10/22/2007

As I watch the late night news I hear another horrible story of some local teens who died in a tragic car accident on their way home from a late night school event. I begin to cringe at the thought of losing a child. As my 9 year old daughter lay safely asleep in her bed, my husband and I begin to talk about our options when she is a teen driver. Before I tell you what choice we came up with let me just give you some statistics that ABC news reported. According to a study done earlier in the year, ABC news stated that 90 percent of teens said friends in the car distracted the driver. 89 percent of teens said their friends used cell phones while they drove. 79 percent of teens said passengers or the driver danced and sang in the car. 20 percent of ninth- through 11th-graders have been involved in at least one crash as a passenger in the last year.
These statistics are alarming. I agree that teens need to socialize, but there is a time and place for everything, and driving in a car is not the time or place. We all know that driving is a task that requires a persons undivided attention. When there are too many people talking to each other and talking on cell phones the driver has a higher chance of being distracted and being in a terrible accident. So you ask, what is a parent to do? Teens need a vehicle. Well, you are right, teens do need a little bit of freedom and responsibility, but who says teens need a car?
My husband is an ASE certified automotive technician, and he came up with a great idea for our daughter. He said that our daughters first vehicle will be a small truck with only two seats and a standard transmission, or what many of us know as a "stick shift". I nearly jumped for joy. Not only are small trucks affordable they are economical. Small trucks are gas savers and are a lot less costly to insure than the sports car your teen is probably asking for.
As any one who has ever driven a standard transmission vehicle knows, these types of vehicles require an enormous amount of concentration, and best of all require the use of both hands. Two handed driving means no hands available for talking on that beloved cell phone. Two seats means that there is no room for groups of teens to just jump in ready for a joy ride. Sure there are cars that have two seats and save gas like hybrids, but I don't think that my pocket book can afford a first car like this.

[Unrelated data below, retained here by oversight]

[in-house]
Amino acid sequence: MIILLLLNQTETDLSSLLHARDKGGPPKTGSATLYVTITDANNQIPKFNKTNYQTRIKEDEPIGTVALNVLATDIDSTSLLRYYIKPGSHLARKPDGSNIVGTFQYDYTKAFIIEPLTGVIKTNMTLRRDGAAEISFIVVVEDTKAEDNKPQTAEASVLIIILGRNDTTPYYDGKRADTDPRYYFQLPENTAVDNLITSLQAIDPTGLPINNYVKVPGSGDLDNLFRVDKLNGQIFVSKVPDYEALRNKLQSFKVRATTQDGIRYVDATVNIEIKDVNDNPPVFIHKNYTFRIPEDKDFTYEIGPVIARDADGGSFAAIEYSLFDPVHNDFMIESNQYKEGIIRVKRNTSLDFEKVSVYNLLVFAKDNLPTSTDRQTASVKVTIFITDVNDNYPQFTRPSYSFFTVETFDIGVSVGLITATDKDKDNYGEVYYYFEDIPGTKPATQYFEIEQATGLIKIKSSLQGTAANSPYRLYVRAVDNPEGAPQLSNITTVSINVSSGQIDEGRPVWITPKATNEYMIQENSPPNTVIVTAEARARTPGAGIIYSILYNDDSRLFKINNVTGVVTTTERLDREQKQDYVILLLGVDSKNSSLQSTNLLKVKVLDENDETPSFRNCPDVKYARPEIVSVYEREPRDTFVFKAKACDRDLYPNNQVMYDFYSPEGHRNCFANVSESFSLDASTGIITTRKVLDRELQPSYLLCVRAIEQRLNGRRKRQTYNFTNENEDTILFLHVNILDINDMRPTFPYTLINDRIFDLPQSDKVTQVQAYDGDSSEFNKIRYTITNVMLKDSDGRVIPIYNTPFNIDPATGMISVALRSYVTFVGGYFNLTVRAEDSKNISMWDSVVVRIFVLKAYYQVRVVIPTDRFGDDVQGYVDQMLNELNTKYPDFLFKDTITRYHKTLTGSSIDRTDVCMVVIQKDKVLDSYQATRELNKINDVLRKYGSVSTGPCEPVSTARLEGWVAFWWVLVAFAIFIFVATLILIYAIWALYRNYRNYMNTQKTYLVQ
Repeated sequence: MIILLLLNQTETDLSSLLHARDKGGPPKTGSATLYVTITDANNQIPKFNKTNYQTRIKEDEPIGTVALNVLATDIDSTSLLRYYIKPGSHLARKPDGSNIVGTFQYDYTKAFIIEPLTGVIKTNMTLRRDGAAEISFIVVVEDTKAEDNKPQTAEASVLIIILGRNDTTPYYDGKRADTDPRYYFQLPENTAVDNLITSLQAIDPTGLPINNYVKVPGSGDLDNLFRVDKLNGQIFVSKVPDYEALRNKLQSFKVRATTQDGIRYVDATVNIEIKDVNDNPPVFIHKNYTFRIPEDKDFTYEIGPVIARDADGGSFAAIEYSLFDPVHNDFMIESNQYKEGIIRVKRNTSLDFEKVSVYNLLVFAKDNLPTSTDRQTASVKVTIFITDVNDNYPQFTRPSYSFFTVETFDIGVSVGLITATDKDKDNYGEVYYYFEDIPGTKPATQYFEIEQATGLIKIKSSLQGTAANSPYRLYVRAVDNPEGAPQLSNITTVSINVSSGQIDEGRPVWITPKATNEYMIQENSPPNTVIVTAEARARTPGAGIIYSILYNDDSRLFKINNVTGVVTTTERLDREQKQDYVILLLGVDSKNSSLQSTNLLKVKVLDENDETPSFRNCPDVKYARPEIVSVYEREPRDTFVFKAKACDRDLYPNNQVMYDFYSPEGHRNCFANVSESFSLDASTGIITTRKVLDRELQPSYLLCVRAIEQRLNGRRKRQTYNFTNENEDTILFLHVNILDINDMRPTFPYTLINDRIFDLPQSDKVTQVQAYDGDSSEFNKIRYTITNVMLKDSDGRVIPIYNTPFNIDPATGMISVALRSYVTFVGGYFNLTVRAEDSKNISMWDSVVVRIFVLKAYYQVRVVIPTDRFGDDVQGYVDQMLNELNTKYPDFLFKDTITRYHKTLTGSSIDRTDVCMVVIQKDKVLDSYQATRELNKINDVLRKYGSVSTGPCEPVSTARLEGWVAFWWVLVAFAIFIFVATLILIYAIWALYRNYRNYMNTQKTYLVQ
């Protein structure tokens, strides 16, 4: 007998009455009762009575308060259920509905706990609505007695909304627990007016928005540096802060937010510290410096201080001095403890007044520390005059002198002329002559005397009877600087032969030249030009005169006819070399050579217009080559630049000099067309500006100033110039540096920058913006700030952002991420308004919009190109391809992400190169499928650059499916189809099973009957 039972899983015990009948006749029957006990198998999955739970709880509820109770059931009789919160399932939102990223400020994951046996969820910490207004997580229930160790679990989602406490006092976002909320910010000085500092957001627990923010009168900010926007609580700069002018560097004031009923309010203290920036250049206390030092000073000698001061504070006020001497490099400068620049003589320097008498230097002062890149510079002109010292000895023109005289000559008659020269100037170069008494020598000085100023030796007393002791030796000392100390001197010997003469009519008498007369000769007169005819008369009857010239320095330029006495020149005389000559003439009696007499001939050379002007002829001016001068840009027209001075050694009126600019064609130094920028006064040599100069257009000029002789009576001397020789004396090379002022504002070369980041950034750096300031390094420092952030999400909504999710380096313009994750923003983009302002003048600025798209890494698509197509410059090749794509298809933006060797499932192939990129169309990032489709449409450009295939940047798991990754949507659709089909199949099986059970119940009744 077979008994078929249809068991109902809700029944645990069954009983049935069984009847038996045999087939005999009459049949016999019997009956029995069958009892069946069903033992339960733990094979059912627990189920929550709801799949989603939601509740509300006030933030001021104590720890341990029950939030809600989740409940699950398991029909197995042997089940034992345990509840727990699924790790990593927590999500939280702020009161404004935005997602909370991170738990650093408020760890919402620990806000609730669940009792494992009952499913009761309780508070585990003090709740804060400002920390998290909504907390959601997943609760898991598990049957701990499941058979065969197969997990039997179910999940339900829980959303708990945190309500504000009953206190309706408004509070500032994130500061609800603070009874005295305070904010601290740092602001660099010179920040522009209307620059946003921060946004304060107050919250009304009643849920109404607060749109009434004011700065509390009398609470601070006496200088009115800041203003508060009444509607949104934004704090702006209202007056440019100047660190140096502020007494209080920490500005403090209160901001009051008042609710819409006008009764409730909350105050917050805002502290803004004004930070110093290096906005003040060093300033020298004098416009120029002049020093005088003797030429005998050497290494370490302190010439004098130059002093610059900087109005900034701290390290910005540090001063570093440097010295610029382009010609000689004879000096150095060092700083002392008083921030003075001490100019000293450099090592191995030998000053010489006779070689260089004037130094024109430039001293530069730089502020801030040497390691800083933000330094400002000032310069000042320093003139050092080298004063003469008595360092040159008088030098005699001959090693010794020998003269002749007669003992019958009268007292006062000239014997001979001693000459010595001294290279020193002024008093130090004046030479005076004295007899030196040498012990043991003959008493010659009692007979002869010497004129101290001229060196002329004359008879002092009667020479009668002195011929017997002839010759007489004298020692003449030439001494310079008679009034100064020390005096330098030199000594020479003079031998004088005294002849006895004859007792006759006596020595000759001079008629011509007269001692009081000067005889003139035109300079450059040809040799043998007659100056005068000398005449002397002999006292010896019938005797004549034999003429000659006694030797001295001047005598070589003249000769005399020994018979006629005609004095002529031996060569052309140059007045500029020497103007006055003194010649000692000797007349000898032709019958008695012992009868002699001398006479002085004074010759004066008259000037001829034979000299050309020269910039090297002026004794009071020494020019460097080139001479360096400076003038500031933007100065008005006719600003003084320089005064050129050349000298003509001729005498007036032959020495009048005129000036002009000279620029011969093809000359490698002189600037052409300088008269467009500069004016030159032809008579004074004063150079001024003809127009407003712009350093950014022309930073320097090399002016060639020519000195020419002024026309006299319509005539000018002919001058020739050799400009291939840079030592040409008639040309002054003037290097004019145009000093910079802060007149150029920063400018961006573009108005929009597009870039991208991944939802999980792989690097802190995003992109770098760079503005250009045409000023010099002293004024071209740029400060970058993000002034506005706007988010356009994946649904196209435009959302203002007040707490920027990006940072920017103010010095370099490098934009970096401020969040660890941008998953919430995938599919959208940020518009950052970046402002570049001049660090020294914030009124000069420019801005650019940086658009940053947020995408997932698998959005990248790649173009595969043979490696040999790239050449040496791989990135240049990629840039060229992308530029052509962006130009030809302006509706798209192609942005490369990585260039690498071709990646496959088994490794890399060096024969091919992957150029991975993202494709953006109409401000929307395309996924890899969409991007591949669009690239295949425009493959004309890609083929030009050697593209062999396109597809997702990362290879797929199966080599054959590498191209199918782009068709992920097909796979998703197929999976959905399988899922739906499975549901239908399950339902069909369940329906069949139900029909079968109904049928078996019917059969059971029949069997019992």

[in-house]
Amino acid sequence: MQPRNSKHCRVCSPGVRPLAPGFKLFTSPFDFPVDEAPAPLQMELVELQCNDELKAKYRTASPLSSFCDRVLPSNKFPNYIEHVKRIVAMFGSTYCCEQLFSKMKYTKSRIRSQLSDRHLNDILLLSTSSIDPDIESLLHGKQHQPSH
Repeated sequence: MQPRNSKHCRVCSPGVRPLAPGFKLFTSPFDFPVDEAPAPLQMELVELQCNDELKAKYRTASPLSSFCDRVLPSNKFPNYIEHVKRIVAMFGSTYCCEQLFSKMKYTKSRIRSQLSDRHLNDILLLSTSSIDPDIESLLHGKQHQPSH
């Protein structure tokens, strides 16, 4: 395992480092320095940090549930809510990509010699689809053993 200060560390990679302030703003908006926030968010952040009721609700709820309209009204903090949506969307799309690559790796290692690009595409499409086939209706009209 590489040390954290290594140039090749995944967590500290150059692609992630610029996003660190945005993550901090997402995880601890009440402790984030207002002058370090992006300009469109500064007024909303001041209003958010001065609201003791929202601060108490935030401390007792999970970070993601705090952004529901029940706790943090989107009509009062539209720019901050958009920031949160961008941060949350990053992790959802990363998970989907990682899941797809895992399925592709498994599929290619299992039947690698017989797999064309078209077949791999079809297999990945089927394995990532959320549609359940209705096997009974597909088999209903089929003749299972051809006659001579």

You should also look into an insurance policy for your teens new ride, you can go to http://www.advantageautoquotes.com/ for an easy way to find the right kind of insurance for your family. Make sure you research the insurance before you purchase it. Insurance companies like advantage auto quotes.com offer many types of insurance policies that are customized to fit all types of autos and drivers. Advantage offers competitive prices for your particular policy. When looking for insurance for your teen try looking up, teen driver auto policy by www.advantageautoquotes.com/.
Another thing you may also want to know is that standard transmissions are also more affordable than the automatic transmission when its time to buy or repair. Standard transmissions are easier to repair, they don't have all the high tech computer technology involved which makes for an easier fix for the mechanic. The time saved on fixing a standard transmission results in money saved for the consumer.
So, as you search for the perfect vehicle and insurance for your teen, I hope you consider the small truck. I know what my daughter will be driving when she gets older. What will your child be driving, and more importantly will they be safe?

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